• Grainy texture of the GS sample surface shown in FIG. 2 a is characteristic of glass slides coated with gold films by a sputtering technique and appearance of grainy structure results from the formation of nano-sized gold islands. From digital image analysis it was determined that the average diameter of the islands of gold was 56±12.6 nm and this dimension is very similar to what we reported previously for substrates prepared according to the similar procedure.23 Roughness values were also determined for the GS sample. The sample had a root-mean squared roughness of RMS=3.7 nm, a geometrical roughness Ra=3.0 nm, and a roughness parameter (representing the ratio between actual and projected surface area) r=1.14.
  • Microscopic irregularities and characteristic “pitting” sites with a size of a few micrometers and variation in height of up to about 1 μm, characteristic of extruded amorphous-crystalline polymers, are evident on the surface of the PS samples (FIG. 2 b). Roughness values determined for the PS sample are RRMS=100 nm, Ra=73 nm, and r=1.13. The value of r is similar to that determined for the GS sample suggesting that nanoroughness had a major impact on the roughness parameter.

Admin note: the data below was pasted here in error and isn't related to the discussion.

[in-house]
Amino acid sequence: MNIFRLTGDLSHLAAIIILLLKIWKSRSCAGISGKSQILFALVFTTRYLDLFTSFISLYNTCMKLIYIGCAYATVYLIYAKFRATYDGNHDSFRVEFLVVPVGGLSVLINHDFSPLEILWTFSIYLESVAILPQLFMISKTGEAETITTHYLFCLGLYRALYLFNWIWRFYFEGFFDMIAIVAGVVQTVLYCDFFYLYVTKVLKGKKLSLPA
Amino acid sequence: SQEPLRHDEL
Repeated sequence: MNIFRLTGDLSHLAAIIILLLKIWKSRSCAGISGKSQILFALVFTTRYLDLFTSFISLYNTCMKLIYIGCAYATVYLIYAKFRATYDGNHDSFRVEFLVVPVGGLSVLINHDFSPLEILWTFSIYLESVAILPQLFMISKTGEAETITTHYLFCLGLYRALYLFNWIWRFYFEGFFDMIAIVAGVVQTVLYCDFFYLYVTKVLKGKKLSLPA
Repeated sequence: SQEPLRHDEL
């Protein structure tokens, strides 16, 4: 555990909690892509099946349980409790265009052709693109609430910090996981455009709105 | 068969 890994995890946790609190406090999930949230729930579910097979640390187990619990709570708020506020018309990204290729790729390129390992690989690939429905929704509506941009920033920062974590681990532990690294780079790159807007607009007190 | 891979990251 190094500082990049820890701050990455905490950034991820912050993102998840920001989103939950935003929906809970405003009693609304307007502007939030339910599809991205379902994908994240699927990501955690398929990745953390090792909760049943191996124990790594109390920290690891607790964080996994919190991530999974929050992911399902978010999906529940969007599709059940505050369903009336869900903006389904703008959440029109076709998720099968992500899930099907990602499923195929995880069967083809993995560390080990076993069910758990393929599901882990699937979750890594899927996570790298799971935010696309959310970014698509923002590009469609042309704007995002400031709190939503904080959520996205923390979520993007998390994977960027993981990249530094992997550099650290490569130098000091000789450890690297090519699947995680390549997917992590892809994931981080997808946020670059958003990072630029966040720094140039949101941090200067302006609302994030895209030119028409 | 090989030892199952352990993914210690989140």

• Contact angles measured for water drops on SAMs prepared in this investigation are shown in Table 1. Receding contact angle measurements were difficult to obtain on carboxyl and hydroxyl-terminated SAMs, as these values were near zero. The small profile of the receding drops challenged the ability of the drop shape analysis software to discern between the liquid and solid surface. Contact angles near zero are reported as smaller than 5 degrees.
  • TABLE 1
    Advancing (Adv.) and receding (Rec.) contact angles for water
    drops on self-assembled monolayers. (NA = not available; GS = self-assembled
    monolayers prepared on gold-coated glass slides; PS = self-assembled monolayers
    prepared on gold-coated polystyrene samples; 1:1 etc. stands for the molar ratio
    of relevant thiols in solution used in preparation of SAMs and does not stand for
    the ratio of functionality formed on the substrate)
    Water Contact Angle [deg]
    GS Sample PS Sample
    Surface Functionality Adv. Rec. Adv. Rec.
    COOH 47.5 ± 0.4 14.5 ± 0.9 23.6 ± 1.7 <5
    OH 46.4 ± 0.4 26.2 ± 2.0 38.2 ± 1.6 <5
    CH3 111.4 ± 2.7  88.0 ± 2.0 95.7 ± 0.8 83.7 ± 2.6
    OH + COOH (1:1) 39.8 ± 1.1 NA 36.7 ± 1.4 <5
    OH + COOH (1:2) NA NA 37.6 ± 1.5 15.9 ± 1.2
    OH + COOH (2:1) NA NA 55.9 ± 2.3 23.6 ± 4.5
    OH + COOH (4:1) NA NA 56.0 ± 1.3 24.0 ± 1.0
    OH + COOH (10:1) NA NA 59.2 ± 2.7 19.0 ± 2.4
    CH3 + COOH (1:1) 98.9 ± 5.3 61.6 ± 2.6 84.2 ± 2.5 50.8 ± 4.1